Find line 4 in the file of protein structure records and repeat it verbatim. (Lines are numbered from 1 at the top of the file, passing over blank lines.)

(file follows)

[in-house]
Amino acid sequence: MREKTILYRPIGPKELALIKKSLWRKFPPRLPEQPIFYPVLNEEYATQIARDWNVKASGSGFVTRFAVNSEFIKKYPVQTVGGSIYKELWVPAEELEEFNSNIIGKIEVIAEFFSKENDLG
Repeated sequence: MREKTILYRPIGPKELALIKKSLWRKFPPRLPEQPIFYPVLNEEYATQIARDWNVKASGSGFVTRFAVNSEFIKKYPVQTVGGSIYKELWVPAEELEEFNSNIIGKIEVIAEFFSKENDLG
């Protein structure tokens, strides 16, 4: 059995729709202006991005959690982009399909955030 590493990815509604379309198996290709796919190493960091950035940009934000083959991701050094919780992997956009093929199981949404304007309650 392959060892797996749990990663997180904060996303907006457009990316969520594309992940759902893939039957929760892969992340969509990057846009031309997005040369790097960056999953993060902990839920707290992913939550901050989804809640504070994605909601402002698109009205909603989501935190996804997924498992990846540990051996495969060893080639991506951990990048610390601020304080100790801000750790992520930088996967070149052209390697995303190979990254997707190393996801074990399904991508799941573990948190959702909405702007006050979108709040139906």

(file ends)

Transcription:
């Protein structure tokens, strides 16, 4: 059995729709202006991005959690982009399909955030 590493990815509604379309198996290709796919190493960091950035940009934000083959991701050094919780992997956009093929199981949404304007309650 392959060892797996749990990663997180904060996303907006457009990316969520594309992940759902893939039957929760892969992340969509990057846009031309997005040369790097960056999953993060902990839920707290992913939550901050989804809640504070994605909601402002698109009205909603989501935190996804997924498992990846540990051996495969060893080639991506951990990048610390601020304080100790801000750790992520930088996967070149052209390697995303190979990254997707190393996801074990399904991508799941573990948190959702909405702007006050979108709040139906």